Please don’t judge me too harshly for confessing my preferences among these names. I must say I’d be curious about jellybelly for her willingness to take risks, BethWithGreenEyes for her good judgment in calling attention to her best feature, and twinklestarmama for…I have no idea. On the other hand, plain names strike me as too safe, and juicygem and sexpo scare the hell out of me. I am conflicted about sandspur 007. That number might make her a James Bond fan – good – but sandspur suggests she may be too sharp and clingy.

The next time I write a profile about someone, I plan to ask the main character, and those who know that person, about nicknames. I’m persuaded that the history of a person’s nicknames turns out to be a kind of language shorthand to their personal history, interests, family, values, behaviors, and connections. In short, a valuable resource for any writer or reporter.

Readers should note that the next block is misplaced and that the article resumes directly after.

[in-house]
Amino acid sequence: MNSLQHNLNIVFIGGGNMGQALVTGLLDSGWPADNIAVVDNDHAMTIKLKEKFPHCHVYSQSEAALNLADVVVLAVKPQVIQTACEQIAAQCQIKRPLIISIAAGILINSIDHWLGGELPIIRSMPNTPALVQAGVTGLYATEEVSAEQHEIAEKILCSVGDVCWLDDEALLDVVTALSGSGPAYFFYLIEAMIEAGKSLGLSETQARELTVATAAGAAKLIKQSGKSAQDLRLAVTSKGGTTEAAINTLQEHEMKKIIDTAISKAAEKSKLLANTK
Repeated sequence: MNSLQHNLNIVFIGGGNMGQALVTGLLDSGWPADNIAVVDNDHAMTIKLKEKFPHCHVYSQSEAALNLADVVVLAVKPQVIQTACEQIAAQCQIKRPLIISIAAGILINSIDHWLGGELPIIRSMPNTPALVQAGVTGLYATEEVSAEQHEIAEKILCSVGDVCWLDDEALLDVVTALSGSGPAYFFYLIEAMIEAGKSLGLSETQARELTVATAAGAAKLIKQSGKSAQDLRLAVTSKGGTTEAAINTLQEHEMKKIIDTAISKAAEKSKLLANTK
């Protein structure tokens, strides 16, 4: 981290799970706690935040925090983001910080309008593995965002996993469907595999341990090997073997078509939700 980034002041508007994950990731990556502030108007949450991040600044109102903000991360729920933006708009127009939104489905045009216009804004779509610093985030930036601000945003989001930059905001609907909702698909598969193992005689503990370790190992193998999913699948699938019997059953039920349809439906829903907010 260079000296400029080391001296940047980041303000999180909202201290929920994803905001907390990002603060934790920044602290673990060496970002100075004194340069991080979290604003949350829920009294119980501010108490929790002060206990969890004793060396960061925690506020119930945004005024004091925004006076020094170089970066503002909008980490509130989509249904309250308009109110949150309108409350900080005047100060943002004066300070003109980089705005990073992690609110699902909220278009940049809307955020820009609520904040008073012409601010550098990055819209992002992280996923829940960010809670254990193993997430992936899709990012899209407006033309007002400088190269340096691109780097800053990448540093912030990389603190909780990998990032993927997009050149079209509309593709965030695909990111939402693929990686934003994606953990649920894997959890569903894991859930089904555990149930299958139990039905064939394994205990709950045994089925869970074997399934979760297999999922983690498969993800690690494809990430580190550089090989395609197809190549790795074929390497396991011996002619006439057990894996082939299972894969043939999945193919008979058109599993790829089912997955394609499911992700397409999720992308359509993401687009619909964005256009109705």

Oh, about that character, in Addison’s gossip piece from 1710. Turns out a woman named Mrs. Young decided she wanted to be a physician, impossible at the time because of her gender. So she masqueraded as a man. She tried her best to disguise her voice so she could recite “Take these pills” with authority. Too often, it appears, her voice cracked. Though her impersonation was not revealed until her death, her voice earned the nickname “The Squeaking Doctor.”

See, every nickname has a story hiding inside it.

Dear Readers, help me prove my point and add some fun to the process. Give me your examples of: 1) your interesting nickname and the brief story behind it, or 2) interesting nicknames you have discovered of the characters you have written about. Send them to me at: rclark@poynter.org. Anything you send might appear in a future column.

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Roy Peter Clark has taught writing at Poynter to students of all ages since 1979. He has served the Institute as its first full-time faculty…
Roy Peter Clark